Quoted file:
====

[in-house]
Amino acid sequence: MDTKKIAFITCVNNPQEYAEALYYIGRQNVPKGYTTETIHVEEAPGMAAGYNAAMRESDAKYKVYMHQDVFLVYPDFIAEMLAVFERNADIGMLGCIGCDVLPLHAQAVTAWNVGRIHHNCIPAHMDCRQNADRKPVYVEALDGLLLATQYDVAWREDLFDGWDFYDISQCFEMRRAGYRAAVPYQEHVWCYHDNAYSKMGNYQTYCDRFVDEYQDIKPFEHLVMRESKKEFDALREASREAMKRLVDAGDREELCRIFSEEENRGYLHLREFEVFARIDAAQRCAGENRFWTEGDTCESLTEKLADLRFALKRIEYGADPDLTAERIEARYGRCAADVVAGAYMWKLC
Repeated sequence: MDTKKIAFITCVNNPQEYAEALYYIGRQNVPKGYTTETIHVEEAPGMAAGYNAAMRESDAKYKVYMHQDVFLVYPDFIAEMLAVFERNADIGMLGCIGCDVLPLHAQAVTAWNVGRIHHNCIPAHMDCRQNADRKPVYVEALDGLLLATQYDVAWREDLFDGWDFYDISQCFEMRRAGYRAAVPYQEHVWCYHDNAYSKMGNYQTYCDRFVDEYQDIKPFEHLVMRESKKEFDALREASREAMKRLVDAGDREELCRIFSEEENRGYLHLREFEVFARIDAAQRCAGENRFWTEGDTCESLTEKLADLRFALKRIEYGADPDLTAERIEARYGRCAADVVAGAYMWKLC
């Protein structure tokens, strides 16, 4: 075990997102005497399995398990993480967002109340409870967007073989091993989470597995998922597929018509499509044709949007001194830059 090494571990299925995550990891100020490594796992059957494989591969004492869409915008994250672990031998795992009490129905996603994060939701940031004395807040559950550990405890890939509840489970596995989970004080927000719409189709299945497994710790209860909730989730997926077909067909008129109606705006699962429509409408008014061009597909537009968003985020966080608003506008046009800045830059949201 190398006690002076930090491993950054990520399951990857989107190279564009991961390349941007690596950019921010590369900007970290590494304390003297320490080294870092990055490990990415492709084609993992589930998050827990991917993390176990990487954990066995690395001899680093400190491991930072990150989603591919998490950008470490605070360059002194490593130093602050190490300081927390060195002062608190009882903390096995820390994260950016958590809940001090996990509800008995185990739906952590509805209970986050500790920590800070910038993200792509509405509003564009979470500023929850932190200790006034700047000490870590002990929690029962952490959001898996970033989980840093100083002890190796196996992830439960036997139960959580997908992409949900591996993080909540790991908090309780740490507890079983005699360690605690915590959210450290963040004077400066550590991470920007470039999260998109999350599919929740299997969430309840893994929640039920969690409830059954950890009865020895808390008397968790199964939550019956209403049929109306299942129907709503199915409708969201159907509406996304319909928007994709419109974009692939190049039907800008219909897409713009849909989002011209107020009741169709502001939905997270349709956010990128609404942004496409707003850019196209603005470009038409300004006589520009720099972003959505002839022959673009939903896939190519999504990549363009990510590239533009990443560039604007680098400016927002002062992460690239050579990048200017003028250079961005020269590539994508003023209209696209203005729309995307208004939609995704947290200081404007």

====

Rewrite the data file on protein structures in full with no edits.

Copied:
[in-house]
Amino acid sequence: MDTKKIAFITCVNNPQEYAEALYYIGRQNVPKGYTTETIHVEEAPGMAAGYNAAMRESDAKYKVYMHQDVFLVYPDFIAEMLAVFERNADIGMLGCIGCDVLPLHAQAVTAWNVGRIHHNCIPAHMDCRQNADRKPVYVEALDGLLLATQYDVAWREDLFDGWDFYDISQCFEMRRAGYRAAVPYQEHVWCYHDNAYSKMGNYQTYCDRFVDEYQDIKPFEHLVMRESKKEFDALREASREAMKRLVDAGDREELCRIFSEEENRGYLHLREFEVFARIDAAQRCAGENRFWTEGDTCESLTEKLADLRFALKRIEYGADPDLTAERIEARYGRCAADVVAGAYMWKLC
Repeated sequence: MDTKKIAFITCVNNPQEYAEALYYIGRQNVPKGYTTETIHVEEAPGMAAGYNAAMRESDAKYKVYMHQDVFLVYPDFIAEMLAVFERNADIGMLGCIGCDVLPLHAQAVTAWNVGRIHHNCIPAHMDCRQNADRKPVYVEALDGLLLATQYDVAWREDLFDGWDFYDISQCFEMRRAGYRAAVPYQEHVWCYHDNAYSKMGNYQTYCDRFVDEYQDIKPFEHLVMRESKKEFDALREASREAMKRLVDAGDREELCRIFSEEENRGYLHLREFEVFARIDAAQRCAGENRFWTEGDTCESLTEKLADLRFALKRIEYGADPDLTAERIEARYGRCAADVVAGAYMWKLC
């Protein structure tokens, strides 16, 4: 075990997102005497399995398990993480967002109340409870967007073989091993989470597995998922597929018509499509044709949007001194830059 090494571990299925995550990891100020490594796992059957494989591969004492869409915008994250672990031998795992009490129905996603994060939701940031004395807040559950550990405890890939509840489970596995989970004080927000719409189709299945497994710790209860909730989730997926077909067909008129109606705006699962429509409408008014061009597909537009968003985020966080608003506008046009800045830059949201 190398006690002076930090491993950054990520399951990857989107190279564009991961390349941007690596950019921010590369900007970290590494304390003297320490080294870092990055490990990415492709084609993992589930998050827990991917993390176990990487954990066995690395001899680093400190491991930072990150989603591919998490950008470490605070360059002194490593130093602050190490300081927390060195002062608190009882903390096995820390994260950016958590809940001090996990509800008995185990739906952590509805209970986050500790920590800070910038993200792509509405509003564009979470500023929850932190200790006034700047000490870590002990929690029962952490959001898996970033989980840093100083002890190796196996992830439960036997139960959580997908992409949900591996993080909540790991908090309780740490507890079983005699360690605690915590959210450290963040004077400066550590991470920007470039999260998109999350599919929740299997969430309840893994929640039920969690409830059954950890009865020895808390008397968790199964939550019956209403049929109306299942129907709503199915409708969201159907509406996304319909928007994709419109974009692939190049039907800008219909897409713009849909989002011209107020009741169709502001939905997270349709956010990128609404942004496409707003850019196209603005470009038409300004006589520009720099972003959505002839022959673009939903896939190519999504990549363009990510590239533009990443560039604007680098400016927002002062992460690239050579990048200017003028250079961005020269590539994508003023209209696209203005729309995307208004939609995704947290200081404007």